I bought this book because Tessa Dare told me to. I’ve read very few male/male historicals, and I think that’s because the necessity of hiding their relationship makes me sad. It’s hard for them to carve out a happy ending. Then again, that’s what brings so much drama. Anyway, to get to the point: I loved this book.
Jack is the titular scoundrel. He grew up poor, with criminal charlatan parents. Now he has a semi-respectable business of solving problems for those who can’t go the more respectable route: he helps a lot of women, either with servant troubles or husband troubles. He’s especially good with blackmail cases. He doesn’t always break the law when he’s working, but sometimes a little breaking and entering can crack a case.
Oliver is the soldier. He took a bullet in the leg during the war, and now walks with a cane. He goes to Jack’s office to confront him about his sister; Oliver assumes that Jack is up to no good and that he overcharged his sister for some unknown task. Jack is pretty good about client confidentiality, and he really doesn’t like gentlemen, so he’s rude and condescending. They’re interrupted by another client and, since Oliver’s leg is hurting, he sits in the shadows and listens.
When Jack takes the case, Oliver decides to insinuate himself into the client’s life to protect her from Jack. Oliver firmly believes in right and wrong, law and order, because he had enough lawlessness in the war. He fundamentally objects to Jack’s way of life. Jack is all, “Sod off you pretentious twit.”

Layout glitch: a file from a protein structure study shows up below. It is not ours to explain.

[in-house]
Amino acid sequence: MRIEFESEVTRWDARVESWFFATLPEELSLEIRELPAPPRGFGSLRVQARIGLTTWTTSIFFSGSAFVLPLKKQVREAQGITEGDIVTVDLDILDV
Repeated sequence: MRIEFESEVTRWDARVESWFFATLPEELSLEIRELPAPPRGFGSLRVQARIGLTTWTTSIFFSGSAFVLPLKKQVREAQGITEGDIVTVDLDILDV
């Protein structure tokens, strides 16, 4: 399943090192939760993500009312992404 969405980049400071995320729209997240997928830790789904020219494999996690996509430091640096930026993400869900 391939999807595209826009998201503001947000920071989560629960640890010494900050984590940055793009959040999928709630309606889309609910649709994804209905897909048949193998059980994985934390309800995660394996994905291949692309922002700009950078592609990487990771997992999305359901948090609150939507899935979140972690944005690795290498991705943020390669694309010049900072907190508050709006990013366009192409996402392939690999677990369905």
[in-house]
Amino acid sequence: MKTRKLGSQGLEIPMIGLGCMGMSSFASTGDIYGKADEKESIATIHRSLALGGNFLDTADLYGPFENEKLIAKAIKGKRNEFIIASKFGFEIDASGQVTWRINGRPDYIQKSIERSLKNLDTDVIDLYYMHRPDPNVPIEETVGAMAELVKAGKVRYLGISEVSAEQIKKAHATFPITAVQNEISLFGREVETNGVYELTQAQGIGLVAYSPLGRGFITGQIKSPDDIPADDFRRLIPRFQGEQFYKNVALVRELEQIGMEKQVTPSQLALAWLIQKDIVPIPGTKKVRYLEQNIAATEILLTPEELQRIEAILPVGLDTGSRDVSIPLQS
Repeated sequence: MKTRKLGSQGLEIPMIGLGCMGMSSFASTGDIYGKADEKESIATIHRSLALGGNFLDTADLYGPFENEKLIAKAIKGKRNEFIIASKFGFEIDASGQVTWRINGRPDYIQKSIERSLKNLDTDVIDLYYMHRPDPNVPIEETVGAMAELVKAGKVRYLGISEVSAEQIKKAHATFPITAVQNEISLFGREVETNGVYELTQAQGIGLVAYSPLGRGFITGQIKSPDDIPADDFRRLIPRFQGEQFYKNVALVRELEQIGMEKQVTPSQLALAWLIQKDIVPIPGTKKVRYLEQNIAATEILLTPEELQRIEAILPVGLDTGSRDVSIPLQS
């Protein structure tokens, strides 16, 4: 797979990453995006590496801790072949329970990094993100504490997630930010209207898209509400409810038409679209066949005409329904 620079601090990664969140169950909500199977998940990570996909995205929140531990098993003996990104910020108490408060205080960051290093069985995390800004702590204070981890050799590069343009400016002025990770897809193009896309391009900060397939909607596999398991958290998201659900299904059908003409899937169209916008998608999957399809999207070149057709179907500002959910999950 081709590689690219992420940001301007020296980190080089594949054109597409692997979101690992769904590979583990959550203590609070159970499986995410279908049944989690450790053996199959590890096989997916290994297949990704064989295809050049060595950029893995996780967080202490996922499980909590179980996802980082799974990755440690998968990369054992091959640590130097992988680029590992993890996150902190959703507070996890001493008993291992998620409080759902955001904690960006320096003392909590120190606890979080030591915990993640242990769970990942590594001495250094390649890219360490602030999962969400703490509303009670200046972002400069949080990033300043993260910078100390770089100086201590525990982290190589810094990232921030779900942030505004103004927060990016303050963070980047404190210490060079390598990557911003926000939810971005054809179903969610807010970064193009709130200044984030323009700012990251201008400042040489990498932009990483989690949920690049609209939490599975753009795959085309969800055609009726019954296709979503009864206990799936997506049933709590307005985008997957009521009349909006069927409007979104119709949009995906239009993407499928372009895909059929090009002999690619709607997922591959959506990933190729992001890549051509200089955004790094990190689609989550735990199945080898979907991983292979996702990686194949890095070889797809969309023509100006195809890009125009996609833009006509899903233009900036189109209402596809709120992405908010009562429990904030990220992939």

For some magical reason, I was sucked into this story straight away. I liked Jack’s cynicism and Oliver’s weariness. They were wary of each other, attracted despite their best intentions, and they circled each other so slowly, dancing around their attraction. They were both such strong, developed characters, I wanted them to join forces and take over the world.
When they begin their dalliance, Jack emphasizes their class difference. When Oliver suggests Jack pose as his valet for some house party subterfuge, Jack nearly punches him. Jack lives in the real world, where people like him and Oliver don’t mix. Oliver, meanwhile, turns out to have an optimistic streak, insisting that they can find some middle ground.
Everything about this was adorable. Jack tried to hate Oliver but also tried to feed him because the man was too thin. Oliver tried to thwart Jack, but learned that sometimes rules have to bend. Jack’s sister was tough yet sweet, and his brother was a miraculous mystery who will probably get his own book and it will be amazeballs. Even the subplot — figuring out a blackmail scheme — was interesting because it made Jack and Oliver debate, and it allowed Jack to be all sneaky and “Ha ha, you didn’t realize I was so awesome at my job, did you?” This was smart, fun, and perfect.
Click to purchase: Amazon
The Soldier’s Scoundrel
by Cat Sebastian
Release Date: September 20, 2016
Publisher: Avon Impulse